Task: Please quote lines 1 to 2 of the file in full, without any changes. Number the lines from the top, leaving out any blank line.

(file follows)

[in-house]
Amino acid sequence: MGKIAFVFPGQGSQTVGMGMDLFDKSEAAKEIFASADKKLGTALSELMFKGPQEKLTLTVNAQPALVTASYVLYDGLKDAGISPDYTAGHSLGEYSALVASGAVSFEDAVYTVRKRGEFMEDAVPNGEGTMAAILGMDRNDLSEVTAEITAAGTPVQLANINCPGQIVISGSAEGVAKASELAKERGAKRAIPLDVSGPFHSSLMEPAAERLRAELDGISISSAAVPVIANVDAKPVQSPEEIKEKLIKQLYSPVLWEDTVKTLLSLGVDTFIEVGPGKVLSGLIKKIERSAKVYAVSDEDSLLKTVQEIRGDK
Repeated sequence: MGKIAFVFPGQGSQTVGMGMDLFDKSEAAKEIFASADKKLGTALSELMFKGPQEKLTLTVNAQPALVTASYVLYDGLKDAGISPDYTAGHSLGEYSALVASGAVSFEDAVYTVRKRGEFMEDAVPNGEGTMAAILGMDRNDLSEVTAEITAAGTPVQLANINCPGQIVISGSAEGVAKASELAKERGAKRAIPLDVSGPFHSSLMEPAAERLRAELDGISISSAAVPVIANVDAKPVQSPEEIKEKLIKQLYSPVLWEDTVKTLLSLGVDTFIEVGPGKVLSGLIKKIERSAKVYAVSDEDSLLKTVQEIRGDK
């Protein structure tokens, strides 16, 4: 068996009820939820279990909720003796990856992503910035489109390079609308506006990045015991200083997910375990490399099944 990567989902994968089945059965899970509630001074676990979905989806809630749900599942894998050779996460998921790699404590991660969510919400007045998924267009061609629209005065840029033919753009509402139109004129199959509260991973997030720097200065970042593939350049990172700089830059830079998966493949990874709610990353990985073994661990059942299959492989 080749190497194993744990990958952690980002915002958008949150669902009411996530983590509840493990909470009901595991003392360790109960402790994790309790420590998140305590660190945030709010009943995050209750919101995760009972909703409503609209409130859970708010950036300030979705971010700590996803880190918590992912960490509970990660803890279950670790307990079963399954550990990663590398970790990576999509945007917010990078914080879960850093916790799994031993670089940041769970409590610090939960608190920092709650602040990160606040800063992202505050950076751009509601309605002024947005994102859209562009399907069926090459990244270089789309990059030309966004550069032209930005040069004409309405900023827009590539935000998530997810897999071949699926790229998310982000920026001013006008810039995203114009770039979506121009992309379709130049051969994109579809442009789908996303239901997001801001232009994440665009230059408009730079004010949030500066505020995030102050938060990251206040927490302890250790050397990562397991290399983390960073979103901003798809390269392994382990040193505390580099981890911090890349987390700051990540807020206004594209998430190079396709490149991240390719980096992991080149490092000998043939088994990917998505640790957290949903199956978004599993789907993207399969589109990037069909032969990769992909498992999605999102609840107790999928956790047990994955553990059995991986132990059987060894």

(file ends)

[in-house]
Amino acid sequence: MGKIAFVFPGQGSQTVGMGMDLFDKSEAAKEIFASADKKLGTALSELMFKGPQEKLTLTVNAQPALVTASYVLYDGLKDAGISPDYTAGHSLGEYSALVASGAVSFEDAVYTVRKRGEFMEDAVPNGEGTMAAILGMDRNDLSEVTAEITAAGTPVQLANINCPGQIVISGSAEGVAKASELAKERGAKRAIPLDVSGPFHSSLMEPAAERLRAELDGISISSAAVPVIANVDAKPVQSPEEIKEKLIKQLYSPVLWEDTVKTLLSLGVDTFIEVGPGKVLSGLIKKIERSAKVYAVSDEDSLLKTVQEIRGDK